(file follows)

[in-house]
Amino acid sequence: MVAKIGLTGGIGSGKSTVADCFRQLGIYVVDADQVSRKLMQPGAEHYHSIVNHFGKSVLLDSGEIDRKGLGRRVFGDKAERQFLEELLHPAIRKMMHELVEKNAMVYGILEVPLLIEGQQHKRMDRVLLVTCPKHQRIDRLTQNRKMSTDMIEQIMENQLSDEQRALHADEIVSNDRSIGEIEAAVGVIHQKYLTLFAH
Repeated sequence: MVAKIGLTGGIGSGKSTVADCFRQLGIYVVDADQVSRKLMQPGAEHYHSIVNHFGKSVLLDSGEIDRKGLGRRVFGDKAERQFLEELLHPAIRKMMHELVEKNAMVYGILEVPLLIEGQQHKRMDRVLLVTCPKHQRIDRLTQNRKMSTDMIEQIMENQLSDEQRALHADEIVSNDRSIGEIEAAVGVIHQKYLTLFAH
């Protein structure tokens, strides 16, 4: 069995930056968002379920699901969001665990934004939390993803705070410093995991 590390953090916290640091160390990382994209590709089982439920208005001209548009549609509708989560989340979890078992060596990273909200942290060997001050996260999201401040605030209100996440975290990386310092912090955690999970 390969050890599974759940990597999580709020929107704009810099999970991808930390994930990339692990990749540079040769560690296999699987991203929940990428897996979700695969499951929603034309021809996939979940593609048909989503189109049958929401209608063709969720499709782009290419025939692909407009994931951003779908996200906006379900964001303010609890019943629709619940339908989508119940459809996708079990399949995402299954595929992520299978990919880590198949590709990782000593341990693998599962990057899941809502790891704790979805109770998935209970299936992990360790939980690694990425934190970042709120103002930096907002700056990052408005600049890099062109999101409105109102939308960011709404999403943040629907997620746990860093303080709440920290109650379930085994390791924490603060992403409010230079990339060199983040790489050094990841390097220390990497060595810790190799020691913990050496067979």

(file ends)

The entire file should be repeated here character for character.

[in-house]
Amino acid sequence: MVAKIGLTGGIGSGKSTVADCFRQLGIYVVDADQVSRKLMQPGAEHYHSIVNHFGKSVLLDSGEIDRKGLGRRVFGDKAERQFLEELLHPAIRKMMHELVEKNAMVYGILEVPLLIEGQQHKRMDRVLLVTCPKHQRIDRLTQNRKMSTDMIEQIMENQLSDEQRALHADEIVSNDRSIGEIEAAVGVIHQKYLTLFAH
Repeated sequence: MVAKIGLTGGIGSGKSTVADCFRQLGIYVVDADQVSRKLMQPGAEHYHSIVNHFGKSVLLDSGEIDRKGLGRRVFGDKAERQFLEELLHPAIRKMMHELVEKNAMVYGILEVPLLIEGQQHKRMDRVLLVTCPKHQRIDRLTQNRKMSTDMIEQIMENQLSDEQRALHADEIVSNDRSIGEIEAAVGVIHQKYLTLFAH
């Protein structure tokens, strides 16, 4: 069995930056968002379920699901969001665990934004939390993803705070410093995991 590390953090916290640091160390990382994209590709089982439920208005001209548009549609509708989560989340979890078992060596990273909200942290060997001050996260999201401040605030209100996440975290990386310092912090955690999970 390969050890599974759940990597999580709020929107704009810099999970991808930390994930990339692990990749540079040769560690296999699987991203929940990428897996979700695969499951929603034309021809996939979940593609048909989503189109049958929401209608063709969720499709782009290419025939692909407009994931951003779908996200906006379900964001303010609890019943629709619940339908989508119940459809996708079990399949995402299954595929992520299978990919880590198949590709990782000593341990693998599962990057899941809502790891704790979805109770998935209970299936992990360790939980690694990425934190970042709120103002930096907002700056990052408005600049890099062109999101409105109102939308960011709404999403943040629907997620746990860093303080709440920290109650379930085994390791924490603060992403409010230079990339060199983040790489050094990841390097220390990497060595810790190799020691913990050496067979």